the  teachers  achieved  a  record  of  one  hundred  per  cent  for  the  past  year.  All  were 
given  beautiful  corsages  and  each  was  presented  with  a  copy  of  A  Centenary  of  Relief 



Photograph  submitted   by   Emma  L.    Stephens 


Left  to  right:  Annis  Badger,  ninety-two  years  old,  a  visiting  teacher  for  fifty  years; 
Bertha  Simmons,  sixty-seven  years  old,  who  has  served  as  a  visiting  teacher  for  fifty- 
one  years;  Charlotte  Swenson,  seventy-five,  who  has  served  as  a  visiting  teacher  for 
fifty-two  years.  Sister  Simmons  and  Sister  Swenson  still  visit  their  districts  each  month 

Emma  L.  Stephens  is  president  of  Lorin  Farr  Stake  Relief  Society. 

iuecause  of  I  fie 

Bertha  A.  Kleinman 

Before  I  lose  the  beauty  of  today, 
And  night  shall  pencil  out  the  horizon. 
Let  me  respond  with  something  brave  to  say, 
Something  for  you  before  the  day  is  gone. 
Before  I  lose  the  glint  of  this  sweet  hour, 
And  day's  routine  shall  portion  all  my  time. 
Let  me  some  message  with  its  good  empower, 
To  tell  you  how  I  love  you,  friend  of  mine! 
Before  I  lose  the  courage  you  have  taught, 
The  treasure  of  conviction  you  possess, 
Let  me  respond  in  some  reflected  thought 
To  carry  on  and  on  its  loveliness. 
Let  me  strive  on  some  oracle  to  be 
That  you  shall  yet  be  glad  because  of  ine. 


cJheology^ — Characters  ar^d  Teachings 
of  The  Book  of  Mormon 

Lesson  24— Alma,  Son  of  Alma 

Elder  LeJand  H.  Monson 

(Text:  The  Book  of  Mormon:  Alma  1-8) 

For  Tuesday,  May  4,  1954 

Objective:   To  point  out  the  influence  which  righteous  men  can  exert  in  a  de- 

A  FTER  the  death  of  Alma  the  fa- 
ther and  King  Mosiah,  Alma 
the  son  had  full  responsibility  for 
the  ecclesiastical  and  secular  affairs 
of  the  Nephites  throughout  the  land 
of  Zarahemla,  he  being  chief  judge 
and  high  priest.  (See  Mosiah 
29:42.)  The  task  of  administering 
the  government  was  based  upon 
laws  Mosiah  had  formulated,  and 
these  laws  had  been  accepted  by  the 
people.  Moreover,  the  people  had 
elected  their  lesser  judges  and  were 
aware  of  the  responsibility  which 
they  had  to  protect  and  preserve 
their  newly  given  liberties  under 
their  representative  form  of  govern- 


Always,  however,  there  are  peo- 
ple who  will  not  work  according  to 
a  pattern  established  by  the  ma-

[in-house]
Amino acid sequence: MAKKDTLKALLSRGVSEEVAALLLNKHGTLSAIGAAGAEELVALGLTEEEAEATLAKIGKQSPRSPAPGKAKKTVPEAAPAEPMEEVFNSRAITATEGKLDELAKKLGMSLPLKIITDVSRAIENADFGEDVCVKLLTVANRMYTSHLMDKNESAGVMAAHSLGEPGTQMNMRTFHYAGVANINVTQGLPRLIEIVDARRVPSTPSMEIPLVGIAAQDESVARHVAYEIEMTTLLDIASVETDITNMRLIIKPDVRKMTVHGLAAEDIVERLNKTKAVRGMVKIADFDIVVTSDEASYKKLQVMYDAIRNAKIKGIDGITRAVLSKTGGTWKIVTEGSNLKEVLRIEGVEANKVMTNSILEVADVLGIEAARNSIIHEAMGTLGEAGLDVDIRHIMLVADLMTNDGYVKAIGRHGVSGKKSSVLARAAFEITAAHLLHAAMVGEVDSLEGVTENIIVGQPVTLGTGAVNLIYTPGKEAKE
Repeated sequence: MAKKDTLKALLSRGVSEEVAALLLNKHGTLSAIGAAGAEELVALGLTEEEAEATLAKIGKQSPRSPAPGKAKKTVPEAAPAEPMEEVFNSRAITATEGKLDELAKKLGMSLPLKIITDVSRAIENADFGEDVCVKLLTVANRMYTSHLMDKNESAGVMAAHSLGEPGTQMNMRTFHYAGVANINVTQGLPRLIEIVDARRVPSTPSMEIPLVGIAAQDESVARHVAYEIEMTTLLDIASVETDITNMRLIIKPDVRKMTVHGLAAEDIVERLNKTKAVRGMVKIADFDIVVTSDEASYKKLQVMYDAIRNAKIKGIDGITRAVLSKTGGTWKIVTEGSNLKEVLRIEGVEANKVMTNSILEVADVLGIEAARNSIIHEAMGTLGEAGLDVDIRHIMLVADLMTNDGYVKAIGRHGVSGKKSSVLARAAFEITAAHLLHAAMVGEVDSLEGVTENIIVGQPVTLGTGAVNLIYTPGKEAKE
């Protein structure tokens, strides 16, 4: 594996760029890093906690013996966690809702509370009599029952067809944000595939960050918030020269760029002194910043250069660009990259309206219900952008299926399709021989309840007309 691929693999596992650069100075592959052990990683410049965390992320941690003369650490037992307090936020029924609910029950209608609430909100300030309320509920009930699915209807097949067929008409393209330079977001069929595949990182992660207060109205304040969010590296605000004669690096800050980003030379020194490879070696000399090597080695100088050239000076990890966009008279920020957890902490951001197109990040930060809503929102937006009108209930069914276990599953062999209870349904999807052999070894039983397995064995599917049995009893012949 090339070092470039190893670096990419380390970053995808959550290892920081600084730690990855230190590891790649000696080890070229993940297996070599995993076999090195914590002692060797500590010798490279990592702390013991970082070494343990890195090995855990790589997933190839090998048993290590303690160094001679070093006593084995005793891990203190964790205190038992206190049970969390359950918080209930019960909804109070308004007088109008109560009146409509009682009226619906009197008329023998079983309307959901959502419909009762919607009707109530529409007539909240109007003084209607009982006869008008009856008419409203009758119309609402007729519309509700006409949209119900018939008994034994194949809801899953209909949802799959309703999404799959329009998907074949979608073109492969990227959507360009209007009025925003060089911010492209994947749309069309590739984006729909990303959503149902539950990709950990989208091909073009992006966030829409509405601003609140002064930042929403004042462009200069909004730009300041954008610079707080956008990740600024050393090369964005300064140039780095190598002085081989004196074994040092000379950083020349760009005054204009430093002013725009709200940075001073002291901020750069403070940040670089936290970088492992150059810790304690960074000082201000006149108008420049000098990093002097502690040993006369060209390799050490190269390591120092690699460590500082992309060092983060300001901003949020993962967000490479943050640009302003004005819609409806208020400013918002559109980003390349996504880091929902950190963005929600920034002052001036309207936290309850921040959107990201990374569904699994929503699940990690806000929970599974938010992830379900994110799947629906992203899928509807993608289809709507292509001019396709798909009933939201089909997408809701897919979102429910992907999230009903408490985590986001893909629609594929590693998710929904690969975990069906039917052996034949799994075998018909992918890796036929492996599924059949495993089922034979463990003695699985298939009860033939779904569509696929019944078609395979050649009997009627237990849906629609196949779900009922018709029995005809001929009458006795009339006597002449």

jority. Nehor  was  one  of  these 
men.  In  the  first  year  of  the  reign 
of  the  judges,  he  struggled  to  intro- 

Page  124 

duce  priestcraft  among  the  people. 
He  taught  that  every  priest  and 
every  teacher  ought  to  become  pop- 
ular, and  ought  not  to  labor  for  his 
own  support,  but  should  be  sup- 
ported by  the  people.  He  contended 
against  members  of  the  Church  be- 
cause they  preached  the  gospel  one 
to  another  without  money  and  with- 
out price. 

In  lieu  of  the  true  gospel,  Nehor 
taught  that  the  Lord  had  created 
all  men  and  had  redeemed  all  men, 
and,  in  the  end,  all  men  should  have 
eternal  life. 

Nehor  found  many  people  who 
believed  his  words,  and  he  even  be- 
gan to  establish  a  church.  But  Ne- 
hor was  not  willing  to  rely  upon  his 
persuasive  power  alone,  but  sought 
to  enforce  his  views  by  means  of  the 

One  day  Nehor  met  Gideon,  who 
had  been  an  instrument  in  the 
hands  of  God  in  delivering  Limhi 
and  his  people  out  of  bondage,  a 



teacher  and  a  valiant  defender  of 
the  faith.  Altercations  arose  be- 
tween them  when  Gideon  opposed 
Nehor's  point  of  view.  As  the  argu- 
ment became  more  heated,  Nehor 
unsheathed  his  sword  and  slew 
Gideon,  who  was  old  and  not  able 
to  withstand  Nehor's  blows. 

Nehor  was  given  a  trial  and  was 
judged  by  Alma  in  accordance  with 
the  law  which  has  been  established 
among  the  people  by  Mosiah.  By 
the  law  Alma  condemned  him  to 
death  as  a  murderer.  He  was  also 
guilty  of  priestcraft  and  had  sought 
to  enforce  it  by  the  sword.  Nehor 
was,  therefore,  taken  to  the  top  of 
the  hill  Manti  and  was  put  to  death. 

Nehor's  death,  however,  did  not 
end  priestcraft,  for  there  were  other 
greedy  souls  who  sought  for  riches 
and  honor.  These  men  contrived 
to  preach  false  doctrines,  feigning 
a  sincere  belief  in  them,  because 
they  knew  that  the  laws  of  Mosiah 
punished  a  liar,  but  the  law  had  no 
power  on  any  man  for  his  belief. 
Resultant  conditions  brought  the 
withdrawal  and  excommunication  of 
many  from  the  Church. 

Persecution  of  the  members  of 
the  Church  followed.  This  persecu- 
tion solidified  the  group.  Those  who 
had  sufficient  food  shared  with  the 
poor,  the  needy,  and  the  afflicted. 
The  people  realized  that  all  were 
equally  precious  in  the  sight  of  God, 
that  the  preacher  was  no  better  than 
the  hearer,  nor  the  teacher  than  the 

A  spirit  of  greater  co-operation 
entered  among  the  members  of  the 
Church,  and  they  increased  in  all